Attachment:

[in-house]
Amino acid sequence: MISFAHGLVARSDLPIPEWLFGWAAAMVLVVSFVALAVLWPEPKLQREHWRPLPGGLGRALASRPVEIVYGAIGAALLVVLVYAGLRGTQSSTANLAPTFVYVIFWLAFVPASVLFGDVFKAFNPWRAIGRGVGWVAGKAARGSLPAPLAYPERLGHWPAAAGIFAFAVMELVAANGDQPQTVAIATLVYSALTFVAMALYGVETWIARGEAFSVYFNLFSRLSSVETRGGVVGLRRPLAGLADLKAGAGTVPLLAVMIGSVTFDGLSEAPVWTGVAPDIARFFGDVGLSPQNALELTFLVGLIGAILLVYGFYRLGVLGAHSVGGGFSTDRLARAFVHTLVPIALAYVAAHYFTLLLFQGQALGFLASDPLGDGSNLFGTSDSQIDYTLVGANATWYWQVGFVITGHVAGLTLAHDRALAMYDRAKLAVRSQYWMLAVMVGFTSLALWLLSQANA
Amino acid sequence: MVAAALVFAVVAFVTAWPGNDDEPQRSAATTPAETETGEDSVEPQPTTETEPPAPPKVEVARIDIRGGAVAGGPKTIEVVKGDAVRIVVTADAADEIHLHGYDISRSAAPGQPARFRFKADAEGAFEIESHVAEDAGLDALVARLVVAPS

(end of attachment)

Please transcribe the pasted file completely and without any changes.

[in-house]
Amino acid sequence: MISFAHGLVARSDLPIPEWLFGWAAAMVLVVSFVALAVLWPEPKLQREHWRPLPGGLGRALASRPVEIVYGAIGAALLVVLVYAGLRGTQSSTANLAPTFVYVIFWLAFVPASVLFGDVFKAFNPWRAIGRGVGWVAGKAARGSLPAPLAYPERLGHWPAAAGIFAFAVMELVAANGDQPQTVAIATLVYSALTFVAMALYGVETWIARGEAFSVYFNLFSRLSSVETRGGVVGLRRPLAGLADLKAGAGTVPLLAVMIGSVTFDGLSEAPVWTGVAPDIARFFGDVGLSPQNALELTFLVGLIGAILLVYGFYRLGVLGAHSVGGGFSTDRLARAFVHTLVPIALAYVAAHYFTLLLFQGQALGFLASDPLGDGSNLFGTSDSQIDYTLVGANATWYWQVGFVITGHVAGLTLAHDRALAMYDRAKLAVRSQYWMLAVMVGFTSLALWLLSQANA
Amino acid sequence: MVAAALVFAVVAFVTAWPGNDDEPQRSAATTPAETETGEDSVEPQPTTETEPPAPPKVEVARIDIRGGAVAGGPKTIEVVKGDAVRIVVTADAADEIHLHGYDISRSAAPGQPARFRFKADAEGAFEIESHVAEDAGLDALVARLVVAPS